The first Television (TV) was produced by Philo Taylor Farnsworth in 1927. Twelve years later Radio Corporation of America (RCA) started producing 5 inch x 12 inch black and white tube televisions. Americans were not introduced to color TVs until the 1950s. According to Mitchell Stephens, who authored the article “The History of Television”, before 1947, only a few thousand American households had a TV and by the late 1990s, 98% of all homes in the United States (U.S.) had at least one television. Furthermore, according to “Nielsen’s National Television Household Universe Estimates, there are 119.6 million TV homes in the U.S. for the 2017-18 TV season, or 96.5 percent of American households” (Nielson Estimates, 2017).Tube TVs began phasing out in the late 1990s with the upgrade to flat screen televisions through the introduction and rise of Liquid Crystal Display (LCD), Plasma TV, and High Definition Television (HDTV). By the turn of the 21st century, families around the country were spending their hard earned wages on new technology that offered much larger screen sizes and a superior viewing experience. By 2009, LCD TVs were being sold at sizes as large as 42 inches and they were dominating the market, their closest competitor the Plasma TV, was sold in sizes up to 103 inches, yet only accounted for just 12 percent of all sales due to their hefty price tags (Beach). One year later, Light Emitting Diode (LED) TVs were gaining steam, but at a higher cost to consumers. They did offer superior picture quality to their counterparts and they were thin unlike LCD and Plasma TVs, ranging from $950-$1400 in price (Carnoy & Katzmaier, 2010). Also, hitting the market in 2010 were three-dimensional TVs (3DTV). Panasonic and other manufacturers produced and sold 3D entertainment systems, featuring a 3DTV, Blu-ray player, and 3D glasses (Quick, 2010). The prices were in the thousands and while the market never really panned out for 3D technology, they are still sold today.
Over the next few years, manufacturers invested money into research and development of new technology that was showcased at the 2013 consumer electronics show in Las Vegas, Nevada. This new tech included: Organic LED (OLED), 4K TV, and Smart TVs with screens as large as 100 inches (Katz Maier, 2013). Prices began to drop around this time, making LCD and Plasmas much cheaper to buy, while LEDs were just scratching the market. The advancements in technology helped lower production costs, thus increasing consumer demand.
Smart TVs support Ethernet, WIFI, USB, Bluetooth technology, and different types of digital media connections to send and receive signal (What is a Smart TV?). They have increasing digital capabilities, continually update via the internet, while also allowing users to connect too many different entertainment platforms. Heading into 2014, television manufactures were predicting that Smart TVs would account for 73 percent of all TV shipments worldwide. Business Insider’s premium research service, projected that 25 million smart televisions will reside in U.S. homes, while an accelerated sales boom due to cheaper TV prices and quicker replacement costs for consumers (Hoelzel, 2014). Smart TVs are allowing consumers to lessen their cable television and satellite costs and dependence by streaming content through add-on devices that directly connect to the consumers TV. These streaming devices include: Amazon Fire stick and Fire TV, Google Chromecast, Netflix, HULU, Apple TV, television network applications, ROKU, and many more.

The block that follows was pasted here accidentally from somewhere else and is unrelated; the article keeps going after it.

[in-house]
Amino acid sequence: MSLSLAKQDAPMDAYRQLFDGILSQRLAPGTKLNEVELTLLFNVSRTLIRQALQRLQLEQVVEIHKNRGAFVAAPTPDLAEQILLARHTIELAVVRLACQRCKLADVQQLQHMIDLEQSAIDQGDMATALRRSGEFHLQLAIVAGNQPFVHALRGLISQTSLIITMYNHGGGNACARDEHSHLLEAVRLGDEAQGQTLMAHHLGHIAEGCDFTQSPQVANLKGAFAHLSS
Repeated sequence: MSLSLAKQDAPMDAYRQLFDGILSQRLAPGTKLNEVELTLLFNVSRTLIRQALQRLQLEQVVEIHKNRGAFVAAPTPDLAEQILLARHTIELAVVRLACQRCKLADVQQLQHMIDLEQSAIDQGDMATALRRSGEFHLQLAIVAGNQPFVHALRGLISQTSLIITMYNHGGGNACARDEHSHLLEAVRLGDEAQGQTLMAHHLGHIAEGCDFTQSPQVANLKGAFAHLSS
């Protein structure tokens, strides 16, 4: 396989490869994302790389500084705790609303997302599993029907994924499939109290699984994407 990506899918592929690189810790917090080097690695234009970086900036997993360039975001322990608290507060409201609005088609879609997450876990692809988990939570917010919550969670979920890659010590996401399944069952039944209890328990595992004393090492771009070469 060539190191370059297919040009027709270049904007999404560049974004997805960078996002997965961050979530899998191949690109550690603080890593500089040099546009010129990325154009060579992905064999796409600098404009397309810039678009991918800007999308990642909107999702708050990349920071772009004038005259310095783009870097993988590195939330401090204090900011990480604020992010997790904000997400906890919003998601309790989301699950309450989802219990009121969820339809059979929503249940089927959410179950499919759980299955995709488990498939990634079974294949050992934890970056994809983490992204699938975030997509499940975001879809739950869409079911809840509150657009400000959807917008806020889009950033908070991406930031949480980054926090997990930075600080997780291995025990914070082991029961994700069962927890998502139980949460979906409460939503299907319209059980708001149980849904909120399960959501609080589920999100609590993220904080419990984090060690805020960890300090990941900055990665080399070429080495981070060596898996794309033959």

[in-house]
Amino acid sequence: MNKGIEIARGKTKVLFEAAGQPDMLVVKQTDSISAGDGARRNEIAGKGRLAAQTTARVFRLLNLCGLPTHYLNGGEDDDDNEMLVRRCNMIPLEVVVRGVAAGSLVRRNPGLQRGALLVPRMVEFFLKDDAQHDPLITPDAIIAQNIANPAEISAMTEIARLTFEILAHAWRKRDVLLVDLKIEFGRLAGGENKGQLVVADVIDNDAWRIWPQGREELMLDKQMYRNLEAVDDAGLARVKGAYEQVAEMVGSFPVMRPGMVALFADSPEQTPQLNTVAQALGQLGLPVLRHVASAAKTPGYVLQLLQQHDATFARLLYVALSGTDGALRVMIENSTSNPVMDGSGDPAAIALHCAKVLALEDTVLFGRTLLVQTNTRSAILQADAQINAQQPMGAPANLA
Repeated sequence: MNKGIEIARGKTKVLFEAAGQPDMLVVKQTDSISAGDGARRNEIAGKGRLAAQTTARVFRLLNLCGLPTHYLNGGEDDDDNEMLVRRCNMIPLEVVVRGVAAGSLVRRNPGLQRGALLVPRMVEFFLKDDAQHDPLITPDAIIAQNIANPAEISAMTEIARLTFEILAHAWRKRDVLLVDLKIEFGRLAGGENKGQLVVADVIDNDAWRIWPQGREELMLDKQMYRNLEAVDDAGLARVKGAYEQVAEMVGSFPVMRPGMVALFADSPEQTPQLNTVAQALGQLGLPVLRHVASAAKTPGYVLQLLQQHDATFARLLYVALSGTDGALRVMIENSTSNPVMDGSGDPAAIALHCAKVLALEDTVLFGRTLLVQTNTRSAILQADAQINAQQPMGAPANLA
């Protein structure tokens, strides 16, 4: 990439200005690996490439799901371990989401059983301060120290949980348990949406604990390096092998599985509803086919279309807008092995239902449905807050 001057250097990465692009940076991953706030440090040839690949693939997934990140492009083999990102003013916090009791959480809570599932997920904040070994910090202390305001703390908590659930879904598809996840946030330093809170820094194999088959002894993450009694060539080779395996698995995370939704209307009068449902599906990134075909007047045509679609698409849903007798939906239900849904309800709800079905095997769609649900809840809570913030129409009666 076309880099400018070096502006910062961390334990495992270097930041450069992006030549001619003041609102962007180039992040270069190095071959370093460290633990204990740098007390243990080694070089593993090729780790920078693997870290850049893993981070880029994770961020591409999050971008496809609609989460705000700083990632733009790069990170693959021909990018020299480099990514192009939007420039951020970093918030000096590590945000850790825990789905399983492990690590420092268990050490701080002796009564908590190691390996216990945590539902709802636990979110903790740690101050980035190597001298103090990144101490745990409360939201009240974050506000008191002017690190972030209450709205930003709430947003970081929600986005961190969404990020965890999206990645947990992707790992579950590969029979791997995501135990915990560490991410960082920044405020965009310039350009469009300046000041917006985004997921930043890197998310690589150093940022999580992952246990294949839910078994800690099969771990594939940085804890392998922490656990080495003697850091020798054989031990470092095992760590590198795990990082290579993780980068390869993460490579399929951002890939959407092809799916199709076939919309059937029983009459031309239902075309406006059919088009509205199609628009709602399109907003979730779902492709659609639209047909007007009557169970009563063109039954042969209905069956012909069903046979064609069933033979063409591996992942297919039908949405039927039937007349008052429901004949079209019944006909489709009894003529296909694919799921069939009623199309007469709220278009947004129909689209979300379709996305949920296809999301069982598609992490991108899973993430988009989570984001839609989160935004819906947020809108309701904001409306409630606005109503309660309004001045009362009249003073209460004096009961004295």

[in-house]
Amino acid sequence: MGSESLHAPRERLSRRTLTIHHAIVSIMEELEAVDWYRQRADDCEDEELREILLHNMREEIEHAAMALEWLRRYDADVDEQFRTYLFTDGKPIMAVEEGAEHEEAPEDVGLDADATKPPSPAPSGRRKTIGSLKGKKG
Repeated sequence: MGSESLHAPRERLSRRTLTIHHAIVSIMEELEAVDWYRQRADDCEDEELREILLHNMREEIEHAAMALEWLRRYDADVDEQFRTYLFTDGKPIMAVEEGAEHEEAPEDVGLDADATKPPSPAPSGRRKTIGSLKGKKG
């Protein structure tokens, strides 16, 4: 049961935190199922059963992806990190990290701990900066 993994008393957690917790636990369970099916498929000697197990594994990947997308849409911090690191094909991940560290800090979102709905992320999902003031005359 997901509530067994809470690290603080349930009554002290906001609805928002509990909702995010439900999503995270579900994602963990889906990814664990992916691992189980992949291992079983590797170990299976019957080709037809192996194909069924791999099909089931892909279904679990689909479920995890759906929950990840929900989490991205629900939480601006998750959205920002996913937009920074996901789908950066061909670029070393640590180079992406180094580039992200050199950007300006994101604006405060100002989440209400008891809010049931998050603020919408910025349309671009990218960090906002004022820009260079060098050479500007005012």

This is a huge sales point to consumers. “We are evolving into a culture where people watch the Internet (not just Internet-circulating videos), play sophisticated video games, transact and interact with content, services and applications – all through the TV set” (Applebaum, 2015). Gone are the days of paying for channels that you no longer require, you can now pay and download content that you choose to watch. ROKU offers more than 2,000 channels, games, and services, while Netflix is striving to become the lead in original scripted content (Applebaum, 2015). This gives consumers many options, while allowing them to add keyboard and mouse functionality to access the internet, YouTube, and many more services at their fingertips.
Smart TVs have slowly increased their market share every year since 2015. That year, they made up 55 percent of all TV shipments, in 2016, shipments increased to 57 percent, in 2017, 64 percent and as of July, 2018, smart TVs stood at 70% of all TV shipments (Kinsella, 2018). Best Buy currently sells smart TVs in sizes ranging from 24 to 100 inches, they come in many different types to include: (4K Ultra High Definition (UHD), HDTV, Full HD TV, 8K TV, LED, OLED) and can be purchased from $124.99 to $59,999.99. With such a vast selection of operating system capabilities and add-on options there is no question as to why customers are buying smart TVs. Every day there is new technology coming out that can link a smart TV with smart devices in an effort to create a digital smart home. Customers can start their cars, open garage doors, turn lights on and off, turn on appliances, check to see who is ringing their doorbell all from the comfort of their couch, through devices such as Amazon Alexa and Google Home Assistant.
Households without televisions are a thing of the past and as our society has evolved, Americans have become more digitally connected and dependent than ever before. The ever changing smart TV and home markets, high speed internet, updated technology, entertainment possibilities, and lower prices are driving customers to stores across the country in an effort to get a part of the smart pie. Smart TV technology is here to stay and it is going to consume the market for years to come.